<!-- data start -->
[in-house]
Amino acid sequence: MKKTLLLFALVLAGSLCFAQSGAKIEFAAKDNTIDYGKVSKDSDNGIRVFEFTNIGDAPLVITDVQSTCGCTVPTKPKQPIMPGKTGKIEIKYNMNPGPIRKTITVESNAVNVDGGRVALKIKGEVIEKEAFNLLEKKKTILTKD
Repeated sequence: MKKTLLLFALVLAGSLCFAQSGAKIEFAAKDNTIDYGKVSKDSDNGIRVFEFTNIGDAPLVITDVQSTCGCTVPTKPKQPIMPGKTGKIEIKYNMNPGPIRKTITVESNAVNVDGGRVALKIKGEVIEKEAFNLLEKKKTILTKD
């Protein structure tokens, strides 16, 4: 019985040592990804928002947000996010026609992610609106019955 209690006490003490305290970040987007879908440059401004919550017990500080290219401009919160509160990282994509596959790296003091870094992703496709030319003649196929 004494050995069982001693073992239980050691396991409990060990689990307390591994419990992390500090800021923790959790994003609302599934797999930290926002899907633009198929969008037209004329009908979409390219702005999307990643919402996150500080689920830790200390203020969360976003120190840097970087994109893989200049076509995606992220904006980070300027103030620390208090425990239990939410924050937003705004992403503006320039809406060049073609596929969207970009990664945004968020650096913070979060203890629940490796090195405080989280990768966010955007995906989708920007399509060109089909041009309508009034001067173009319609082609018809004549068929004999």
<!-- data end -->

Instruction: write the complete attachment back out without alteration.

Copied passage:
[in-house]
Amino acid sequence: MKKTLLLFALVLAGSLCFAQSGAKIEFAAKDNTIDYGKVSKDSDNGIRVFEFTNIGDAPLVITDVQSTCGCTVPTKPKQPIMPGKTGKIEIKYNMNPGPIRKTITVESNAVNVDGGRVALKIKGEVIEKEAFNLLEKKKTILTKD
Repeated sequence: MKKTLLLFALVLAGSLCFAQSGAKIEFAAKDNTIDYGKVSKDSDNGIRVFEFTNIGDAPLVITDVQSTCGCTVPTKPKQPIMPGKTGKIEIKYNMNPGPIRKTITVESNAVNVDGGRVALKIKGEVIEKEAFNLLEKKKTILTKD
């Protein structure tokens, strides 16, 4: 019985040592990804928002947000996010026609992610609106019955 209690006490003490305290970040987007879908440059401004919550017990500080290219401009919160509160990282994509596959790296003091870094992703496709030319003649196929 004494050995069982001693073992239980050691396991409990060990689990307390591994419990992390500090800021923790959790994003609302599934797999930290926002899907633009198929969008037209004329009908979409390219702005999307990643919402996150500080689920830790200390203020969360976003120190840097970087994109893989200049076509995606992220904006980070300027103030620390208090425990239990939410924050937003705004992403503006320039809406060049073609596929969207970009990664945004968020650096913070979060203890629940490796090195405080989280990768966010955007995906989708920007399509060109089909041009309508009034001067173009319609082609018809004549068929004999």